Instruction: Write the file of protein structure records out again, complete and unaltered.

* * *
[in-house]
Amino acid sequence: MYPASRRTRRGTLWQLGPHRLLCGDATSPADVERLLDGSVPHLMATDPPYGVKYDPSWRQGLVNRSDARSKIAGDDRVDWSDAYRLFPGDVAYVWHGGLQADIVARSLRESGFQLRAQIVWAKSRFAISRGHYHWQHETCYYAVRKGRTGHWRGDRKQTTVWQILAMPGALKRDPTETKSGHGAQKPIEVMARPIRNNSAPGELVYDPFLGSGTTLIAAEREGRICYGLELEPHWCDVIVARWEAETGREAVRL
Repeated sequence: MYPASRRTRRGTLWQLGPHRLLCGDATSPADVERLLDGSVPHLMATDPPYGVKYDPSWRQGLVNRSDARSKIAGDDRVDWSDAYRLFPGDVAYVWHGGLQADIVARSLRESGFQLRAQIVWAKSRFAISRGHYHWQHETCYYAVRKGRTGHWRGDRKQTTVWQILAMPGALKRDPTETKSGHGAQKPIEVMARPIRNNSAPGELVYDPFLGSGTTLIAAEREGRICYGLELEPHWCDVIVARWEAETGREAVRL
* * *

[in-house]
Amino acid sequence: MYPASRRTRRGTLWQLGPHRLLCGDATSPADVERLLDGSVPHLMATDPPYGVKYDPSWRQGLVNRSDARSKIAGDDRVDWSDAYRLFPGDVAYVWHGGLQADIVARSLRESGFQLRAQIVWAKSRFAISRGHYHWQHETCYYAVRKGRTGHWRGDRKQTTVWQILAMPGALKRDPTETKSGHGAQKPIEVMARPIRNNSAPGELVYDPFLGSGTTLIAAEREGRICYGLELEPHWCDVIVARWEAETGREAVRL
Repeated sequence: MYPASRRTRRGTLWQLGPHRLLCGDATSPADVERLLDGSVPHLMATDPPYGVKYDPSWRQGLVNRSDARSKIAGDDRVDWSDAYRLFPGDVAYVWHGGLQADIVARSLRESGFQLRAQIVWAKSRFAISRGHYHWQHETCYYAVRKGRTGHWRGDRKQTTVWQILAMPGALKRDPTETKSGHGAQKPIEVMARPIRNNSAPGELVYDPFLGSGTTLIAAEREGRICYGLELEPHWCDVIVARWEAETGREAVRL